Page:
Bike mechanic course yo!
Cycling superstars may steal the limelight and capture the hearts of the masses but bike mechanics, the key support personnel of a professional racing team are the ones who really rock! Master Mechanic Alex Roussel, a former professional race mechanic who is currently attached to the Equipment Commission under the Union Cycliste Internationale (UCI) that is based in Switzerland was in town from 21st to 25th January 2013 to conduct a basic bike mechanic course for bike mechanics and enthusiasts.
Though the word “mechanic” in the course title may sound intimidating, the UCI-SCF Mechanic Course Level 1 is also suitable for new bicycle enthusiasts (e.g. me) who are keen to pick up some skills and practical knowledge in bike building.
If you are a “newbie”, getting familiar with the names and terms of different parts of the bike will definitely help you a great deal throughout the course.
This is the first time that such a course, sanctioned under the UCI, is conducted out of Switzerland. Administered jointly in collaboration with the Singapore Cycling Federation (SCF), the course was well received with 27 sign-ups. The morning session had 22 participants while the afternoon session had 5 (+1 =me!). I had the great opportunity to sit through the entire course and learn from the master himself!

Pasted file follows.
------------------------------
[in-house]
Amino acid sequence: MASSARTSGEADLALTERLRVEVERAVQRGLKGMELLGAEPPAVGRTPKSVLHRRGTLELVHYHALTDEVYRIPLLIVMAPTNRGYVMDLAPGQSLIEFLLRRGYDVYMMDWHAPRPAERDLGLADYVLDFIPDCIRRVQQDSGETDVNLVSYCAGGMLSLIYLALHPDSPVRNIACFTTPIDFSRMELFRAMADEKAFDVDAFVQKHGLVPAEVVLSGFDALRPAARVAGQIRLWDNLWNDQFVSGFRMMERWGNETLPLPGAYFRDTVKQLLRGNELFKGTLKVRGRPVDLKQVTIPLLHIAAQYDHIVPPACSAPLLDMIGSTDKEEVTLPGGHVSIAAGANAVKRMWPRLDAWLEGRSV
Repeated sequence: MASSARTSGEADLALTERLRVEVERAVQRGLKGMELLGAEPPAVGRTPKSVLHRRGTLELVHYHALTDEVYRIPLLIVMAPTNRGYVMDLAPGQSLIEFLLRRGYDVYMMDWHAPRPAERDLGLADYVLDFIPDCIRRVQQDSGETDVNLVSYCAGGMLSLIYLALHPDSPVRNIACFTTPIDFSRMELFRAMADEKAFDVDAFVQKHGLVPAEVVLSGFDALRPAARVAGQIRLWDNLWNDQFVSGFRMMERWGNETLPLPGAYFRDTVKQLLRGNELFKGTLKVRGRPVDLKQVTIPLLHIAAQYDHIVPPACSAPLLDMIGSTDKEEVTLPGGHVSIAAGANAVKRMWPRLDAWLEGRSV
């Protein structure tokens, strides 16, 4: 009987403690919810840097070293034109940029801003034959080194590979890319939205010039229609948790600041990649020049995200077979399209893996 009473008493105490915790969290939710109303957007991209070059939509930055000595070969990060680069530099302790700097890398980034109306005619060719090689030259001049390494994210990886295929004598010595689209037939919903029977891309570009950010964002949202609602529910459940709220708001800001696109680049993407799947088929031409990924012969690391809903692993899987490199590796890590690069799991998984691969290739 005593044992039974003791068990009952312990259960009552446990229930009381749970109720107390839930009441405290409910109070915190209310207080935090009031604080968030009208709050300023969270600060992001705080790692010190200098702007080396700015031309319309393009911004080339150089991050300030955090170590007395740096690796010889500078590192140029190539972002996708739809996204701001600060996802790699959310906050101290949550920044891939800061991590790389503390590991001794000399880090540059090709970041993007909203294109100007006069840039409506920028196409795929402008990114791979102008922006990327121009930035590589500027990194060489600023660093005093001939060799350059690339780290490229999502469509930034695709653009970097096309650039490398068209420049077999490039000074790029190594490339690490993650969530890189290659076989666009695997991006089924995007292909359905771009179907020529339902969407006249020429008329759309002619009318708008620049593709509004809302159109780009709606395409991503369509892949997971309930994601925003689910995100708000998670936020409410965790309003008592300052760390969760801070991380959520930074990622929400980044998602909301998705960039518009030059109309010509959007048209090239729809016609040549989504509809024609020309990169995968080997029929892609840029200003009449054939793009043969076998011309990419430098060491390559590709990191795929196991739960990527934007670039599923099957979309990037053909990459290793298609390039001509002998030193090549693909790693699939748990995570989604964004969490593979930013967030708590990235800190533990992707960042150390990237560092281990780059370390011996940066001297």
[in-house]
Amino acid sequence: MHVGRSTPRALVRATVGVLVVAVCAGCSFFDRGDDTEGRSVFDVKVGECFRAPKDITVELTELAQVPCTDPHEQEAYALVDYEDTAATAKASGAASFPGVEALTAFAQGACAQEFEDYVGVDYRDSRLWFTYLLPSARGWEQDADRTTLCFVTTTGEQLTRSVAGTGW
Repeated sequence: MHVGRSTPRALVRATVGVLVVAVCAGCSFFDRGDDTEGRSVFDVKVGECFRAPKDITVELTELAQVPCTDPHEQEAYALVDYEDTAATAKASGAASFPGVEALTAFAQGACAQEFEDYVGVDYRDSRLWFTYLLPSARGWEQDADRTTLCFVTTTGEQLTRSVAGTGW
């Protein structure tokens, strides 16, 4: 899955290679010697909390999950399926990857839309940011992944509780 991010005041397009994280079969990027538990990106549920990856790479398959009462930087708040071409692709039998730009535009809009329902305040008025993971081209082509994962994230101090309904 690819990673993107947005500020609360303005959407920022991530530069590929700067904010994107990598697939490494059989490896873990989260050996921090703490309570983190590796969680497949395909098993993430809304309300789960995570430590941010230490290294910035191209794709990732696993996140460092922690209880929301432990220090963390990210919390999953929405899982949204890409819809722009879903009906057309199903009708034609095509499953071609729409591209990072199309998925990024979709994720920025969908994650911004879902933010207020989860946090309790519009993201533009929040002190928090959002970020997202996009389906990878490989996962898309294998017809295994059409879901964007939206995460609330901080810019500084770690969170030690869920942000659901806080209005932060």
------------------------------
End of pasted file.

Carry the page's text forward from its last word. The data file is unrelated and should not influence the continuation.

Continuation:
Day 1 – Frame and Fork Preparation
Though Alex had just flown in to Singapore the day before from Switzerland and was still feeling jetlagged, he certainly did not show it. Warm and friendly, he greeted us with enthusiasm and we were asked to introduce ourselves and share why we had signed up for the course. A bona fide expert in his field, Alex wealth of experience spans more than 30 years – he was riding competitively until 1980 when he decided to become a bike mechanic. His passion for all things bike was certainly evident and he was more than happy to take questions from the ground.
Day 1 session touched mainly on frame and fork preparation, as well as learning about the different headset standards and how to install the headset correctly onto the fork.
Alex showing us how to install the fork.
Sawing the carbon steerer to a suitable height – a special type of saw is used for sawing through carbon material.
Greasing the headset bearing – lots of greasing required to keep your bicycle in good shape.
Setting up the crankset and installing it into the bottom bracket.
Day 2 – Cable routing and brakes installation
As we eased into Day 2’s lessons, Alex highlighted an interesting point to emphasize the importance of fixing the wheels properly onto the bike frame for safety reasons. He mentioned how competitive cyclists (with dirty tricks up their sleeves) would creep up on a fellow rider ahead of them during the race and use their bicycle front wheel to loosen the clasp of the back wheel of the rider in front. (refer to right image below)
(Left) Your rear wheel is properly secured onto the bike frame but you will struggle to loosen the clasp due to the lack of space that would give you the leverage to remove it easily. (Right) Facing the clasp outwards can be dangerous as it can be easily loosen if it catches on something.